Men cleared of laundering stolen Bermuda money

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  • Jeffrey Bevan (File photograph)

    Jeffrey Bevan (File photograph)


Two men accused of laundering nearly $1.8 million stolen from the Bermuda Government have been cleared by a jury in Wales.

Paul Charity, 52 and Joel Ismail, 42, both from Leicester, were found not guilty following a trial at Cardiff Crown Court.

Charity, a financial adviser, was convicted of hiding information from police investigating the theft.

He admitted to police that he had deleted e-mails that sounded incriminating.

The court heard that one deleted e-mail included the phrase: “No more money-laundering department.”

Charity will be sentenced with Jeffrey Bevan, 50, from Cwmbran, who earlier admitted his involvement in the case.

Bevan, an accountant, pleaded guilty to three counts of transferring criminal property and ten counts of converting criminal property.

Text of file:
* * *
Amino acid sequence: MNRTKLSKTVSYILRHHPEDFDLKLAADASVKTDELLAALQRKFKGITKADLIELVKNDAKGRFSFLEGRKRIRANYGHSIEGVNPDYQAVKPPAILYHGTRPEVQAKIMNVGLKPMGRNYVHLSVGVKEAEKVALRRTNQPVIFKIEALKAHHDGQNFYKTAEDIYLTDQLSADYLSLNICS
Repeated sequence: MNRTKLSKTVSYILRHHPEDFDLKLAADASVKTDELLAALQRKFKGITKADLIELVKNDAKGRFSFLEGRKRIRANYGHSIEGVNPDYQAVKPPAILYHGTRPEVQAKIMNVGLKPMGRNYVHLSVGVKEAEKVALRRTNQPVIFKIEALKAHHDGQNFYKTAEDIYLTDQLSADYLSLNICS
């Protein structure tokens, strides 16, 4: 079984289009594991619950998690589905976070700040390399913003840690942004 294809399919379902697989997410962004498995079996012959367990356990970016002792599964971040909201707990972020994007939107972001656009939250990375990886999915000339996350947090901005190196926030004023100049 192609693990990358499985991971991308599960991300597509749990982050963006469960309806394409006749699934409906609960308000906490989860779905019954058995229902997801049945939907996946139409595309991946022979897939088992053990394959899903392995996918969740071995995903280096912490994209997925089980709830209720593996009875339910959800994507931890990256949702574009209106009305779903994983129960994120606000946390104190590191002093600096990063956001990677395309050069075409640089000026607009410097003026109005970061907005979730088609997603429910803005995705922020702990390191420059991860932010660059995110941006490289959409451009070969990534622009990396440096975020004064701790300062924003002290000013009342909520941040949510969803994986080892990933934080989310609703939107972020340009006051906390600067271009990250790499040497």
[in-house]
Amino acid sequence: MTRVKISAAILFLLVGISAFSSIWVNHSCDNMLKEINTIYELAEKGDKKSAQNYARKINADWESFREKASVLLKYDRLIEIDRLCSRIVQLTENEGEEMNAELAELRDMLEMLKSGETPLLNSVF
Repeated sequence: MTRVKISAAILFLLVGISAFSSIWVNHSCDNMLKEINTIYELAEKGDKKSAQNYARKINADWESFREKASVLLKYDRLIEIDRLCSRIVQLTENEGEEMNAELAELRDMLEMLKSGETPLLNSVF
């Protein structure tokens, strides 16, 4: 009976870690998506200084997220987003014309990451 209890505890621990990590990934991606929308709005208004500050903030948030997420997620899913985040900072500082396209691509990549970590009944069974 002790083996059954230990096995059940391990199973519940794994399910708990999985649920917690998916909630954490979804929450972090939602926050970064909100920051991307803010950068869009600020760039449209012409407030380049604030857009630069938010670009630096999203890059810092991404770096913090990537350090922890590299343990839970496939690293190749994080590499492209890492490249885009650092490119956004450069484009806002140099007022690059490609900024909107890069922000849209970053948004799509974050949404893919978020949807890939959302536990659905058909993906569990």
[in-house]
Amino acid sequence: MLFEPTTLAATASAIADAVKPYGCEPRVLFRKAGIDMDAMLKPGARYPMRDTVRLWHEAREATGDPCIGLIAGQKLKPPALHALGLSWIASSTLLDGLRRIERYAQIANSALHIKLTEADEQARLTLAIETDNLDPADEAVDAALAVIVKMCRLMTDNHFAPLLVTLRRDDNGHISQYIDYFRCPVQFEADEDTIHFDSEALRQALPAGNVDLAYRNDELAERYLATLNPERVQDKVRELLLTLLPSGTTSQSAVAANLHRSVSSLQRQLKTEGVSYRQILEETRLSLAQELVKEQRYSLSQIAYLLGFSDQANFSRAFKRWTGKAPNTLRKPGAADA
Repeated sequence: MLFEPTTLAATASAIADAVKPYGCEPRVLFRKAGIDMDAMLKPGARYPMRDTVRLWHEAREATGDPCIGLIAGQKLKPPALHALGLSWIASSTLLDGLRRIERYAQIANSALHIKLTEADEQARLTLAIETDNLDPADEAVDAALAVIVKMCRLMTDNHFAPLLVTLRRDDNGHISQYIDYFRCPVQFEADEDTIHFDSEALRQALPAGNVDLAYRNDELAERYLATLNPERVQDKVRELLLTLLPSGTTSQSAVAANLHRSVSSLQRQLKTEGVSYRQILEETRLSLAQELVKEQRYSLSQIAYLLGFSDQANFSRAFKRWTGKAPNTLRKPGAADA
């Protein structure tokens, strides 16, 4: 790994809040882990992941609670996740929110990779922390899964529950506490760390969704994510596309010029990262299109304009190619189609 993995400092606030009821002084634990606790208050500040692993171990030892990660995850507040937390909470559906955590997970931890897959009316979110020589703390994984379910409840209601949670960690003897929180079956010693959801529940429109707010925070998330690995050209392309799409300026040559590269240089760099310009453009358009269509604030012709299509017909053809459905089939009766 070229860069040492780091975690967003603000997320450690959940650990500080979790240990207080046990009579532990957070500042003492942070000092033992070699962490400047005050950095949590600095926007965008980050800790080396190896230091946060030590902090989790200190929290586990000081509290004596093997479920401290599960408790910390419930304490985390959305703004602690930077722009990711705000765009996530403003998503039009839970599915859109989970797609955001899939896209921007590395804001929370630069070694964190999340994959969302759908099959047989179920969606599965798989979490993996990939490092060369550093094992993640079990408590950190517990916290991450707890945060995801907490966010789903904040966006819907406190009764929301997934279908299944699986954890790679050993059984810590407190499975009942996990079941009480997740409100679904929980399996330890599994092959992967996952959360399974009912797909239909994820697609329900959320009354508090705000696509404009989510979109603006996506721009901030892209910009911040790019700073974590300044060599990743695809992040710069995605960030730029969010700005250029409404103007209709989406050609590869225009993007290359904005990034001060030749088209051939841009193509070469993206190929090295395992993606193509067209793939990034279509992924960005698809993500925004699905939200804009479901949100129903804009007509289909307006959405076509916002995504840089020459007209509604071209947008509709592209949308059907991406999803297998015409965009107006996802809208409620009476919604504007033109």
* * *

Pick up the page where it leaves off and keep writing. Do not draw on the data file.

Charity and Mr Ismail were charged with assisting in the money laundering, but claimed they did not know the money was stolen.

Mr Ismail testified that he had known Bevan for a long time and had invested in homes in Swansea with him.

He also said Bevan had sent him e-mails from Bermuda with the false claim that he had won a promotion and a pay raise.

Bevan worked in the Accountant-General’s Office for nearly three years before he returned to Wales.

He made 52 payments totalling $2.45 million into his and his wife’s personal accounts over that time.

An investigation launched after Bevan left Bermuda revealed the series of bogus payments.

These included a $71,000 transfer that appeared to have gone to a care home and another of $89,000 in the name of management services consultancy Chevron International.

Investigators found Bevan had spent more than $400,000 of the stolen funds in Bermuda.

He then laundered almost $1.8 million of the money.

He used the cash to buy several homes, a Mercedes car and to fund his gambling habit.

Sentencing will take place on February 16.

It is The Royal Gazette’s policy not to allow comments on stories regarding court cases. As we are legally liable for any libellous or defamatory comments made on our website, this move is for our protection as well as that of our readers.

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